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Jonathan pledges 'new dawn' as world leaders applaud Nigeria election

From Christian Purefoy, CNN
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Nigeria's president greeted with violence
STORY HIGHLIGHTS
  • Incumbent hails "significant departure" from the past elections
  • New era means changes will be made, he says
  • Clinton: Election marks a "dramatic shift from decades of failed elections"
  • Nigerians in northern states protest the results

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Lagos, Nigeria (CNN) -- President Goodluck Jonathan pledged a "new dawn" for Nigeria, days after the electoral commission declared him the winner in a vote hailed as a significant improvement from past polls.

The last election four years ago was widely condemned for rampant vote rigging, violence, theft of ballot boxes and intimidation.

Though marred by violence, reports of underage voting and logistical problems, observers considered the latest election an improvement.

"This time around, one of the differences is that both local and international observers said, 'Yes, there is significant departure from the past, '" Jonathan told CNN.

World leaders declared the vote a success, but urged election officials to probe allegations including ballot stuffing and unusually high turnout in some areas.

"This historic event marks a dramatic shift from decades of failed elections and a substantial improvement over the 2007 presidential election," U.S. Secretary of State Hillary Clinton said in a statement.

British Foreign Secretary William Hague described the vote as a "significant step forward" for the nation.

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Jonathan said the vote ushers a new era for Africa's most populous nation and its biggest oil producer.

"That should tell you that what we are saying, we are going to do it and this is a new dawn," the president said. "We are going to work with all Nigerians to make sure that changes are made."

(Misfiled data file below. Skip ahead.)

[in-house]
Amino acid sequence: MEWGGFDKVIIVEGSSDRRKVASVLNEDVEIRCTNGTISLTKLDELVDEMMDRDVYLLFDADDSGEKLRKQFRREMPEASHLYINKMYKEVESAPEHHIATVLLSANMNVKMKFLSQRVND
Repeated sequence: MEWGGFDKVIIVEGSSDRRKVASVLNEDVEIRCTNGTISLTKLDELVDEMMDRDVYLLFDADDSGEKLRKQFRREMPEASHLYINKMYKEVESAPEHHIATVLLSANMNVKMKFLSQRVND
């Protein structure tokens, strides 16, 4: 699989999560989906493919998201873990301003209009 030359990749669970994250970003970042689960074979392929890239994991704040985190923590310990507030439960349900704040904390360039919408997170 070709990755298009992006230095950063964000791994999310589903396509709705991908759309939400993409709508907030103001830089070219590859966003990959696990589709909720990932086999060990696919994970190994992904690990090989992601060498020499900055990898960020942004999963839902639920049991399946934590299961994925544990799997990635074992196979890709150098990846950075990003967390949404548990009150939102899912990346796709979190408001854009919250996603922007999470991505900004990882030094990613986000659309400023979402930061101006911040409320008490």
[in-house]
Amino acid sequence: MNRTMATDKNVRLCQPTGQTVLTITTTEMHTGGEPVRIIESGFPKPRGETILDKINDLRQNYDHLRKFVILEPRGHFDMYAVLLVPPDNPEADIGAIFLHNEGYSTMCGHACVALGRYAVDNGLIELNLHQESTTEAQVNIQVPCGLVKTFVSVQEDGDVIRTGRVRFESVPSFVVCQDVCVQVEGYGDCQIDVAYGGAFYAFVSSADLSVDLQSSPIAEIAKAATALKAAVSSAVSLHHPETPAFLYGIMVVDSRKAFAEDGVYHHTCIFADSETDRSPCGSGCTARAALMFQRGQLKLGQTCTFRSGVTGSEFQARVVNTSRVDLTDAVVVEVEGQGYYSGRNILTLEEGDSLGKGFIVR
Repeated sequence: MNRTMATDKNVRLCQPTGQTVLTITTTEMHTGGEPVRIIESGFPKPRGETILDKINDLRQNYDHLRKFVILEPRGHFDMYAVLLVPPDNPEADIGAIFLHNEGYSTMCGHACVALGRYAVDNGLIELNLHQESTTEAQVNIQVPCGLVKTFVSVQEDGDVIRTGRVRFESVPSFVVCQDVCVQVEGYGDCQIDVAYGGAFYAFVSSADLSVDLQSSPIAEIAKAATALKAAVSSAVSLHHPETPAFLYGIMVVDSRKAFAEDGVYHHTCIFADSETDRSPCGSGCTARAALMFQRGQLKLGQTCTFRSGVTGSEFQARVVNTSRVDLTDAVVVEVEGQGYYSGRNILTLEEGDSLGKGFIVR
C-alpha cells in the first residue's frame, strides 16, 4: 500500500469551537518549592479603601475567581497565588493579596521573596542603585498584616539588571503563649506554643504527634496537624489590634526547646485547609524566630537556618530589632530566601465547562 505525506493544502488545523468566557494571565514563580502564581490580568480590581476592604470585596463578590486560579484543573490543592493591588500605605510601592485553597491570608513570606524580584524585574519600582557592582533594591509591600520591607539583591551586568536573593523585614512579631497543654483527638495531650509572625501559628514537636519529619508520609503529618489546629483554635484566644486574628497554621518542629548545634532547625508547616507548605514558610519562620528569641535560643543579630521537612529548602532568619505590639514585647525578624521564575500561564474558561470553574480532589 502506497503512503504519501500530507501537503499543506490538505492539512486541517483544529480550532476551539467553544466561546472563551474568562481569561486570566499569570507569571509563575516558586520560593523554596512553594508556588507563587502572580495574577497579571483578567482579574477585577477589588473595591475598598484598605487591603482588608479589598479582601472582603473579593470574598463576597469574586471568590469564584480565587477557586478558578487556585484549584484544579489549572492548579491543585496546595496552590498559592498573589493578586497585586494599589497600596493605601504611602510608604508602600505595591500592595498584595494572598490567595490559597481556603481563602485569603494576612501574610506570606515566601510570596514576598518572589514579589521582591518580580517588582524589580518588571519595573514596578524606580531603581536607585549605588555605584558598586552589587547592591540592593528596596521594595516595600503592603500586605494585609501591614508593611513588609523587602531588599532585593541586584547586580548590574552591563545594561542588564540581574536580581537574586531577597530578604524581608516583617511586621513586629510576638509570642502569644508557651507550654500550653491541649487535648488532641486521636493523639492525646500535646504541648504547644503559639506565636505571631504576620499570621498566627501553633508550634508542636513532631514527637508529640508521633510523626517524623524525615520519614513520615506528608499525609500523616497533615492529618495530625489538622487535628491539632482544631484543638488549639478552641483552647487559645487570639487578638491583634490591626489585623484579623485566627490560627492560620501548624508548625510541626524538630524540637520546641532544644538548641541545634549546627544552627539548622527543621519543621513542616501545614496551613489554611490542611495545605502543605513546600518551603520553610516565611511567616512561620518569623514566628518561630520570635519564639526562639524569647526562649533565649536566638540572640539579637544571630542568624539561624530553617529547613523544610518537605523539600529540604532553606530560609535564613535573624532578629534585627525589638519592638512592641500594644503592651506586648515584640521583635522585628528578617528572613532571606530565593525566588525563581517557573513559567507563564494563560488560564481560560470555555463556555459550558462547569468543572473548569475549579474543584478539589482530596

Jonathan hails from the oil-rich southern part of Nigeria, an area that is majority Christian.

Parts of the mostly Muslim north plunged into chaos after it became apparent that Jonathan had won, charging that the elections were rigged.

Rioters prowled the streets in the north, shouting the name of Gen. Muhammadu Buhari, a former military ruler and the main opposition candidate.

About 17,000 people fled their homes in the region as violence flared, the Nigerian Red Cross said.

Jonathan appealed for unity as the unrest sounded alarms for the government, prompting it to deploy the military and enforce curfews to maintain calm.

"My brothers and sisters, we are all winners," Jonathan said earlier in the week. "In this context there is no victor and no vanquished. We have demonstrated, even in our diversity, the progress of Nigeria remains paramount for all."

An investigation is under way to determine the perpetrators of the violence, which the president attributed to jobless youth.

"We've been having a crisis in the north, we've been having a crisis in the south, all the symptoms are the same,"he told CNN. "We have a number of young people that have no source of income that we must provide."

If the government does not help provide a source of income, he said, the youth are at risk of being paid to spark violence.

He declined to get into specifics on the perpetrators of the violence.

"The government will find out formally," he said. "If I make some statements, I will be biased in the minds of people and I don't want to accuse anybody."

Nigeria's elections, staggered over three weeks, conclude with the vote for governors April 26.

CNN's Christian Purefoy contributed to this report.

 
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